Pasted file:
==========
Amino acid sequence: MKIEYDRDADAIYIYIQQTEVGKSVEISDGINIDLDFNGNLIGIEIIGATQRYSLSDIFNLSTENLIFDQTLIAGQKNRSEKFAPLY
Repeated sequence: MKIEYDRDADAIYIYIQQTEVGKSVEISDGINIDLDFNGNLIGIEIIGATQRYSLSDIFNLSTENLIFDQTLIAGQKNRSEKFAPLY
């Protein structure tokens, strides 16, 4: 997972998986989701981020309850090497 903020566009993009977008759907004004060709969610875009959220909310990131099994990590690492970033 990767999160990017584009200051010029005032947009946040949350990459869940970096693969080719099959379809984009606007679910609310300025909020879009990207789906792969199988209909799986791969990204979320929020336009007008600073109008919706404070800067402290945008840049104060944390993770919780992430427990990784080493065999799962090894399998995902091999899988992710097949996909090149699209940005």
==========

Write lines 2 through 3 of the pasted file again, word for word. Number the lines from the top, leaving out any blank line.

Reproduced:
Repeated sequence: MKIEYDRDADAIYIYIQQTEVGKSVEISDGINIDLDFNGNLIGIEIIGATQRYSLSDIFNLSTENLIFDQTLIAGQKNRSEKFAPLY
């Protein structure tokens, strides 16, 4: 997972998986989701981020309850090497 903020566009993009977008759907004004060709969610875009959220909310990131099994990590690492970033 990767999160990017584009200051010029005032947009946040949350990459869940970096693969080719099959379809984009606007679910609310300025909020879009990207789906792969199988209909799986791969990204979320929020336009007008600073109008919706404070800067402290945008840049104060944390993770919780992430427990990784080493065999799962090894399998995902091999899988992710097949996909090149699209940005």